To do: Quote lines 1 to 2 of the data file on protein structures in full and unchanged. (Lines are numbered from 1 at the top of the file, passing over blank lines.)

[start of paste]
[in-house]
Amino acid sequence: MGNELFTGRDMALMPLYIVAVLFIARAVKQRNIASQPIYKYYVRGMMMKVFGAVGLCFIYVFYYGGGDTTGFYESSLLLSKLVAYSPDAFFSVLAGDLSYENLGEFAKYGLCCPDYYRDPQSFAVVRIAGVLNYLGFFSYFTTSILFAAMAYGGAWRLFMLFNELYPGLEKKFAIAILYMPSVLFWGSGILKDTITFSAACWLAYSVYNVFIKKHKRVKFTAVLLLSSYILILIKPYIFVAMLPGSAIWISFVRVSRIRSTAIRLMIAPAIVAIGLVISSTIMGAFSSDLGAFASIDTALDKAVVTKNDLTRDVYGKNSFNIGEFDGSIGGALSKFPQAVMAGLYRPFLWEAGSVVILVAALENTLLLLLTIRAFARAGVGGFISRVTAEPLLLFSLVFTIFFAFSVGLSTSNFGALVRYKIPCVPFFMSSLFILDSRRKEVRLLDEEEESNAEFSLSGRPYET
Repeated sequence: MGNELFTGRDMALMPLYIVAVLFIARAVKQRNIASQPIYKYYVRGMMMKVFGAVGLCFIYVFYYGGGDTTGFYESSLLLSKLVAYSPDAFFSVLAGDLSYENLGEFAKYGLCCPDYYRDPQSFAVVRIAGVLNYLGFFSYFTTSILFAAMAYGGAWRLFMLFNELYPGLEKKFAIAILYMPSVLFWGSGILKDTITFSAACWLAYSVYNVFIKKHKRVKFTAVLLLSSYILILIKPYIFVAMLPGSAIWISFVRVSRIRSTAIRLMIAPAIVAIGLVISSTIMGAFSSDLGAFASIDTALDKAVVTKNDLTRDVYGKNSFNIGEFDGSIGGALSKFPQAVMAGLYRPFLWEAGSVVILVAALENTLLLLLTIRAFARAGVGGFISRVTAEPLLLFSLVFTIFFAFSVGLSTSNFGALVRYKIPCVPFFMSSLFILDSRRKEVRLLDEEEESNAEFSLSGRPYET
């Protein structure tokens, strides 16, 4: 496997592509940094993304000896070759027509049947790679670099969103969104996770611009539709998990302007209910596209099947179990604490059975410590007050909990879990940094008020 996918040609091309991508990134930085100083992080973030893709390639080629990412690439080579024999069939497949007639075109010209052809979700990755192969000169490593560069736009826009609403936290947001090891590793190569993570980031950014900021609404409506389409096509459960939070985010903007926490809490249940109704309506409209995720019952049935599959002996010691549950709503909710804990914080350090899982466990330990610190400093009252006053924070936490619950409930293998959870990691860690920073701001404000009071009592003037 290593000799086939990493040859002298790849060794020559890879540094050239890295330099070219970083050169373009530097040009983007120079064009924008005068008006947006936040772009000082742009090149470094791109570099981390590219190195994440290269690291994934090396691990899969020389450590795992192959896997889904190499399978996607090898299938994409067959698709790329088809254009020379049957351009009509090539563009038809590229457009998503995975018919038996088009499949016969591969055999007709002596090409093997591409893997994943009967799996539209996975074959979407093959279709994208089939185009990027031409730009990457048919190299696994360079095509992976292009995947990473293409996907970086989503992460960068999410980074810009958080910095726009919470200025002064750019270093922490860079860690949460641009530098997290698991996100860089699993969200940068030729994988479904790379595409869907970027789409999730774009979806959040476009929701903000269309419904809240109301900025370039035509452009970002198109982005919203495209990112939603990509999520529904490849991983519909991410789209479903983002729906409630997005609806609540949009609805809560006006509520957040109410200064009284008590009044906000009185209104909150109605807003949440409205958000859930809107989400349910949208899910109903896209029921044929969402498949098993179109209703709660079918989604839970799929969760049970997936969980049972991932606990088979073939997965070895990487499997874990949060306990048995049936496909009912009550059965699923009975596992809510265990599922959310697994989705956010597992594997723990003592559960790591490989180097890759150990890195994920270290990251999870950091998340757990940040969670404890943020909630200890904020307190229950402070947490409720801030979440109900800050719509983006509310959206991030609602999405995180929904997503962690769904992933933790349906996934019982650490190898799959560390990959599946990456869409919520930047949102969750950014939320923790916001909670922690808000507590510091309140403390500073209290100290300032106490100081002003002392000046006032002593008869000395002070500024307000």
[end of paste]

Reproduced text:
[in-house]
Amino acid sequence: MGNELFTGRDMALMPLYIVAVLFIARAVKQRNIASQPIYKYYVRGMMMKVFGAVGLCFIYVFYYGGGDTTGFYESSLLLSKLVAYSPDAFFSVLAGDLSYENLGEFAKYGLCCPDYYRDPQSFAVVRIAGVLNYLGFFSYFTTSILFAAMAYGGAWRLFMLFNELYPGLEKKFAIAILYMPSVLFWGSGILKDTITFSAACWLAYSVYNVFIKKHKRVKFTAVLLLSSYILILIKPYIFVAMLPGSAIWISFVRVSRIRSTAIRLMIAPAIVAIGLVISSTIMGAFSSDLGAFASIDTALDKAVVTKNDLTRDVYGKNSFNIGEFDGSIGGALSKFPQAVMAGLYRPFLWEAGSVVILVAALENTLLLLLTIRAFARAGVGGFISRVTAEPLLLFSLVFTIFFAFSVGLSTSNFGALVRYKIPCVPFFMSSLFILDSRRKEVRLLDEEEESNAEFSLSGRPYET